Medication is not the only way to relieve pain. It is important to keep an open mind about these techniques. When used along with medication, these techniques can offer a great deal of pain relief.
Guided imagery or relaxation tapes
Relaxation recordings or Guided Imagery is a proven form of focused relaxation that coaches you in creating calm, peaceful images in your mind, a "mental escape." For the best results, practice using the recording before your surgery and then use it twice daily during your recovery. Cleveland Clinic has had great success with this relaxation program. We provide patients with instructions on how to download these programs onto their personal MP3 players or CDs are available.
You can also get relaxation tapes at bookstores; rent them at the library, and on site at several stores. Some people also benefit from listening to relaxing music. So, along with your guided imagery programs, use music to relax and relieve tension and pain. Learn more about guided imagery
Heat or cold therapy
At home, heat or cold therapy may be an option that your surgeon may choose to help with pain. Specific instructions for the use of these therapies will be discussed with you by the surgical team.
Massage is used to support your medical condition, aid recovery from procedures, manage pain, decrease muscle tension and promote relaxation to help you cope with your hospital stay. Massage therapy is provided at Cleveland Clinic by licensed massage therapist who have been specifically trained in hospital based manual therapies. If you want to continue massage at home, talk to your health care team about restrictions in position.
If you have an abdominal or chest incision, you will want to splint the area with a pillow when you are coughing or deep breathing to provide support for your incision. You will be given a pillow in the hospital. Continue to use it at home when needed.
Surgical bras and vests
- Women may wear a surgical bra for comfort. Often, the incision site is pulled by the weight of the breasts when lying down. The surgical bra helps avoid that discomfort. Some women may find their own bra may be more comfortable.
- Large men may feel more incision support with a surgical vest.
- Ask your nurse if you are interested in a surgical bra or vest.
Note: While you are in the hospital, Cleveland Clinic offers a variety of complimentary services to help improve your well-being and enhance your pain management and healing:
- The Relaxation channel (Channel 36) on your hospital television offers a variety of music and relaxation programming, including guided imagery.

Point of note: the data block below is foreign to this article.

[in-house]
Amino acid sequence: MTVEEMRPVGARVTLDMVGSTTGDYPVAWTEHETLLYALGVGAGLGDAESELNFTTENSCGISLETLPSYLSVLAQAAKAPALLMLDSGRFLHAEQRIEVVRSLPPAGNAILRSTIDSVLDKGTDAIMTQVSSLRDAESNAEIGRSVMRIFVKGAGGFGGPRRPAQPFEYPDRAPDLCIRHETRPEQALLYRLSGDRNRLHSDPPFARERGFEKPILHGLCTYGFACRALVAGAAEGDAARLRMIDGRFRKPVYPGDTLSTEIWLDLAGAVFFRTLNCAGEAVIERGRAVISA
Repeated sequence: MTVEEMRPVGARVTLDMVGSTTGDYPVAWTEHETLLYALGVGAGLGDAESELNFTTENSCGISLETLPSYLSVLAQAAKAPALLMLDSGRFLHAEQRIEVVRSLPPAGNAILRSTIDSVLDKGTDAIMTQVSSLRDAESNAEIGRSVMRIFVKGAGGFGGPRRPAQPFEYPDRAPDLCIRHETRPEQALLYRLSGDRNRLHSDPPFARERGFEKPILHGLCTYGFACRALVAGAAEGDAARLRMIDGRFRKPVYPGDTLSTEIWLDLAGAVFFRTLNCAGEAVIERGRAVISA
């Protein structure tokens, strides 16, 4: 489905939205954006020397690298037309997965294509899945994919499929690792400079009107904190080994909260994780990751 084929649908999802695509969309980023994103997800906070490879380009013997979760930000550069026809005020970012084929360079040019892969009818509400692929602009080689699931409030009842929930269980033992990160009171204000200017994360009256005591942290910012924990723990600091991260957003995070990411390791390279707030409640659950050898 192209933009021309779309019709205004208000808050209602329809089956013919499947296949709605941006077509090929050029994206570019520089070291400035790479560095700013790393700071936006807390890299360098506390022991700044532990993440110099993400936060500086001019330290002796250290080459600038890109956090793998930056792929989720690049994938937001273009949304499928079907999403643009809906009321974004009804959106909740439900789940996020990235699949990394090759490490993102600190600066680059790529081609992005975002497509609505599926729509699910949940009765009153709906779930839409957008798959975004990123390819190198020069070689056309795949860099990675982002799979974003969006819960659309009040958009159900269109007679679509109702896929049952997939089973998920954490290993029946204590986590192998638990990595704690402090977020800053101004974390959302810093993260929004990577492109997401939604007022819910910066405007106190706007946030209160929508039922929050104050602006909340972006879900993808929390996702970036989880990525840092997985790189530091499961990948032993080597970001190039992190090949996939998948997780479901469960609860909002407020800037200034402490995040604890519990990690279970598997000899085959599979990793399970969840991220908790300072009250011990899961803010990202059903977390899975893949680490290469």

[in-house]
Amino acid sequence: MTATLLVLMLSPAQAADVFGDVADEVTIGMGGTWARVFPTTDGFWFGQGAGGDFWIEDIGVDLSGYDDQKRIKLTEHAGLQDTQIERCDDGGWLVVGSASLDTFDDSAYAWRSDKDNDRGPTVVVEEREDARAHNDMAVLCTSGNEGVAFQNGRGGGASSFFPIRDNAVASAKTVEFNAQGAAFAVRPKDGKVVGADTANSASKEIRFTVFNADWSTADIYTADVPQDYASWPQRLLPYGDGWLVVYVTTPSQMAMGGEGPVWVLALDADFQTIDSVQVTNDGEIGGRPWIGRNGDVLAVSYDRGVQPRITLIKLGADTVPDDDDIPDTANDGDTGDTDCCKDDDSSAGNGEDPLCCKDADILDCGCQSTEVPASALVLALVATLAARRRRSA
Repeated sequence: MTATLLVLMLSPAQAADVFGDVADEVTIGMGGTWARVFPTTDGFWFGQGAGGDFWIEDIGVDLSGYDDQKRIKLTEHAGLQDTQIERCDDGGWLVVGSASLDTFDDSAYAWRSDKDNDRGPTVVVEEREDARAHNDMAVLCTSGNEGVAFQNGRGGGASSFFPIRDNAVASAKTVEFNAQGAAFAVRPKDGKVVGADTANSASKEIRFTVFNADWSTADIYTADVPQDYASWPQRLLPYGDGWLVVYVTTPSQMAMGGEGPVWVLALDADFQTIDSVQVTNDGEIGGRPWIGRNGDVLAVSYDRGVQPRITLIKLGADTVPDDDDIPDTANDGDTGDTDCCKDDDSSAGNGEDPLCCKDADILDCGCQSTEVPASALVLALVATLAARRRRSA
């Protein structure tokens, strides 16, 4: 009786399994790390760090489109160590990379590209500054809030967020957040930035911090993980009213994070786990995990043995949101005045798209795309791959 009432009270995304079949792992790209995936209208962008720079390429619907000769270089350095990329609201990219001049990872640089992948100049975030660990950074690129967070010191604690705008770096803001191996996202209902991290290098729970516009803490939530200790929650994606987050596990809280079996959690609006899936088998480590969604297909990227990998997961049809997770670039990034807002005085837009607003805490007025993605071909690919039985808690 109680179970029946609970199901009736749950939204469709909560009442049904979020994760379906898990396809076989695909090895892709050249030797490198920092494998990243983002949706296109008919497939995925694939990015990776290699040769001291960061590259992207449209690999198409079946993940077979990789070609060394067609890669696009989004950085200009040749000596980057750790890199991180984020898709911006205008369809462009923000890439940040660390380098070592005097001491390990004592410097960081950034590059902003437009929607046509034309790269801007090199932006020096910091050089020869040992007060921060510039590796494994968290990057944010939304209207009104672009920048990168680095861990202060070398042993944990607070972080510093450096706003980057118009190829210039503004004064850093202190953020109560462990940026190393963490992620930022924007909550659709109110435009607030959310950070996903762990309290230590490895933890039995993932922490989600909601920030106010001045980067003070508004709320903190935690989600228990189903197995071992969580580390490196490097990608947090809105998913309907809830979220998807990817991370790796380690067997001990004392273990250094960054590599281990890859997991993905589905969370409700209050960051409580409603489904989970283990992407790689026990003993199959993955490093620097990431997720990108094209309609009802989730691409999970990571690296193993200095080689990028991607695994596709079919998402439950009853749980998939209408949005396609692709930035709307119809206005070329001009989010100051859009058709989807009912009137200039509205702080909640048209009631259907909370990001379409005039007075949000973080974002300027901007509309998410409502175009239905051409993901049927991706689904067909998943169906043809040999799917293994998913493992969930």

- The Healing Services team offers a variety of services including massage and reiki therapy that can help reduce pain and increase your comfort level and recovery.
- Music and art therapy is available to help you heal and recover. The Arts & Medicine Institute offers a variety of programs designed to promote wellness and healing.
If you are interested in these onsite programs, ask a member of your healthcare team for more information.
Here are tips for managing your pain at home:
- Before you leave the hospital, discuss with your nurse how often you have taken the pain medication while in the hospital. You should find that you require the same or less medication the first 2 - 3 days at home.
- Take your medication as prescribed. Your healthcare provider has ordered your pain medication “PRN” or “as needed.” This means that you take the medication if and only when you need it to treat moderate to severe pain.
- Keep a record of when you are taking the medication at home. It is important to write down the time you take each dose to safely space out the medication.
- Keep track of how much medication you have. If you require narcotic pain medications, look at your pill bottle and make sure you are not going to run out over the weekend or in the evening. Talk to your doctor and plan ahead. Remember: narcotic pain medication prescriptions cannot be called or faxed to your local pharmacy – you require a formal prescription.
- After the first few days at home, you should start weaning off the narcotic pain medication. Try to take less each day, by waiting longer in between doses or taking only 1 pill at a time instead of 2 pills – or taking the stronger medications at night and over-the-counter mediations during the day.
- The most common side effects of narcotic pain pills include:
- Constipation: Monitor your bowel movements. Take over-the-counter laxatives or stool softeners such as Milk of Magnesia or Colace and increase your intake of high fiber foods to avoid constipation.
- Drowsiness and dizziness: Do not drive while taking any narcotic pain pills.
- Nausea and vomiting: Take the medication with food to avoid nausea and vomiting.
- Use other medications to treat your pain: Over-the-counter pain medications, such as acetaminophen and NSAIDS, are an excellent option to treat pain. Be sure your doctor has approved you to take certain medicines. You must be careful to not take too much of any one medication. Always read the labels, and never take more than 1 medication in the same category. For example, you may take Percocet with Motrin (NSAIDs), but do NOT take Percocet with Tylenol.
- Use other methods to treat your pain: Heat and ice, relaxation techniques, position changes, and guided imagery have been proven to significantly help with pain control. These methods also have the added benefit of not having any side effects. The combination of these alternative methods and medications will provide you with the best pain relief possible.
If your pain is not improving, or you are alarmed about your pain worsening, always call your doctors office to discuss your pain concerns.